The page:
Have a blessed evening!

  2. We use pretty much the same system! I find that people with pre-teens often pass me their clothes, so I’ve got a few bins for the kids to grow into. I store them in our cold room, since it is NOT used for anything other domestic purposes, lol.

    P.S. I have decided to have a giveaway for Mother’s Day – a copy of your book! Post is on its way up now…

  3. thanks for the reminder/encouragement to be “picky” when sorting through clothes…I need to remember that just because something fits, doesn’t mean it makes it to the dressers! My kids could probably make do with a lot less clothing if I weeded out the not-so-cute stuff….

  4. To answer your question? Um, no.

    But I enjoy reading about yours.

  5. We do it exactly the same way you do. I have a rubbermaid box for each size and depending on the season I have the opposite seasons clothes stored in the box. When the seasons change so do their clothes.

  6. I use the very same system–only each sex/age only gets 1 box for both seasons. I like to keep the kids in just a few outfits–I do laundry pretty much every day and it’s just easier to manage just a few.

  7. Big plastic bins, hauled out twice a year (usually mid-late May and mid-late October). With our four big boys, born within five years, there is a lot of overlapping. I am lucky that way, but it also leads to some comical confusion.

    The boys have the theory if something was found in one of their drawers, it is theirs…regardless of fit.

    I used to keep holey pants with the idea I’d make them into shorts. No. I didn’t. I don’t. So they go into a giveaway bag.

    It’s a huge job, literally gobbling up a precious Saturday. I don’t look forward to it, frankly.

  8. Way to go. I struggle and I only have 2, and they are both even the same sex!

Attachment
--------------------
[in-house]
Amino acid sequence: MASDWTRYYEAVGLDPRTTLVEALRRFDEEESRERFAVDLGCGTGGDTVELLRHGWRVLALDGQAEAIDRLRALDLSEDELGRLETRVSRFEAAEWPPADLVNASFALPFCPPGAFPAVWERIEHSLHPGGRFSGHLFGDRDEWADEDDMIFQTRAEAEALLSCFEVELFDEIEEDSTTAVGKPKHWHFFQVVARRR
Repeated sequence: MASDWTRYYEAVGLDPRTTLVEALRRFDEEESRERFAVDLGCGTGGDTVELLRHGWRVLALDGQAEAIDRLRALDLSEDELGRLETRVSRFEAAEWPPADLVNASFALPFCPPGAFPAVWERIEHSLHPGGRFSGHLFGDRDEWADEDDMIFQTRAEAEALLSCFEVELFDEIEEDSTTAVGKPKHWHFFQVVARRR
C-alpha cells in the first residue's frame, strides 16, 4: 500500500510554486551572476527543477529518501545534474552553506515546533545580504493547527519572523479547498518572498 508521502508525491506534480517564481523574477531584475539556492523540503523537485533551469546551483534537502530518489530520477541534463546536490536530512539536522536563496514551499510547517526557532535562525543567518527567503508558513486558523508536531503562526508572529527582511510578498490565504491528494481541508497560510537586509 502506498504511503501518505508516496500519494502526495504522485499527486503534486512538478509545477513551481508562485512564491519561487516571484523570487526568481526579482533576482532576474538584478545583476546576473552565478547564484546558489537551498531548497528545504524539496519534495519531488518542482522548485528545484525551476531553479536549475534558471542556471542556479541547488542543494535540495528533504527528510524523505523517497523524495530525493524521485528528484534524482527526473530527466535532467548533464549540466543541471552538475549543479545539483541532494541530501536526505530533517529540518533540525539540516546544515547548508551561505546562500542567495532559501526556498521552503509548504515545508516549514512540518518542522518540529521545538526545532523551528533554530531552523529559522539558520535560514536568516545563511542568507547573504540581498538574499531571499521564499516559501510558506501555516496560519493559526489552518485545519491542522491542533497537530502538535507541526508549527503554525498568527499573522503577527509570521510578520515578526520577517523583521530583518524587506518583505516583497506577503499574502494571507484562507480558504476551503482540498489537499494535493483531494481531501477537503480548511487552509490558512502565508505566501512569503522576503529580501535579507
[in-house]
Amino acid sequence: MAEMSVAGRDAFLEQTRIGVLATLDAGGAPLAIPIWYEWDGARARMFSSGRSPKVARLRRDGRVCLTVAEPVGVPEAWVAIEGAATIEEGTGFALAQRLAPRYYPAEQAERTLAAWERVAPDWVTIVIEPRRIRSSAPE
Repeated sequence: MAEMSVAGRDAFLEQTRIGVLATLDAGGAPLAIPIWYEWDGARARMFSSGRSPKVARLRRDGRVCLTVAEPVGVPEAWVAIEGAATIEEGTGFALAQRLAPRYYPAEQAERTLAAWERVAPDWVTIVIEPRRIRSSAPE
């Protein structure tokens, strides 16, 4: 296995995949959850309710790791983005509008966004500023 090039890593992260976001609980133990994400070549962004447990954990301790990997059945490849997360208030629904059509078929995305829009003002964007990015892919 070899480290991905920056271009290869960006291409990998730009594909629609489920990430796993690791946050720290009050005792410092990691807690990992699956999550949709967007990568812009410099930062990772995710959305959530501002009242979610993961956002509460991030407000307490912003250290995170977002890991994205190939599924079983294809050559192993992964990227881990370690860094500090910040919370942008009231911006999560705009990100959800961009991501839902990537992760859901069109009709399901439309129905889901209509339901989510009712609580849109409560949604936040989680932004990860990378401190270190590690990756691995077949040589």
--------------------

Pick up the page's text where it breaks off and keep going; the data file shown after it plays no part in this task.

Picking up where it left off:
9. I do pretty much the same thing, but this is the first year I really started weeding through and giving things away – when I realized my 2 year old had 27 pairs of shorts, I decided that was a little excessive! I never like to turn down hand-me-downs from anyone because you never know when you will get some good ones! But it is a chore about twice a year to go through them all. I enjoy reading your blog, and have only been a reader for a short while. Have you ever posted about your adoption process? Specifically, how old the kids were and any challenges you faced? We have 4 biological children, and I would like to adopt 1 or 2 more. We are also thinking about fostering to adopt an older child, but are a little intimidated by that. It may be a few years before we do anything since ours are 2,4,7 & 9 right now, but I really feel God laying it on my heart. Thanks for sharing your life!

  10. GREAT system! I’ve just whittled our clothes down — I have twins, so I needed to pare back. (My toddler doesn’t need 16 pairs of blue jeans in any size.)

    I love the idea of bins up high in the garage. I may steal that…

  11. Thank you for taking the time to answer my question. I do it mostly the same way but just keep wishing for fairy tale elves or something to come and do it for me. Good to know that I should just keep on keeping on. I too love the high up garrage idea, may give that one a shot. Thanks again.

  12. Oh, I WISH I could get my garage organized (too many people using it), but that is another story! I do something similar but I also keep an Avon box (the one your Avon lady gets plenty of to hold the orders – they are sturdy with great lids) in a hall closet outside of the bedrooms so I can toss the youngest child’s clothing into it right as I discover something has been outgrown. In another closet right across from that, I toss the stained clothes into my “rag bin”.

    When the box is full, it is emptied into a bin in the garage labeled “garage sale” (or into a giveaway box). Saves me some time later!

  13. We have a similar system, and I keep my tubs in our pump house, the shed where the pump for our well is. Several times I’ve overheard people ask my kids where they got their new dress–and the girls say, “I got it from The Pump House.” Then the adults look confused and ask me if that is a new store. I’m occasionally tempted to say that yes, it is a very exclusive establishment.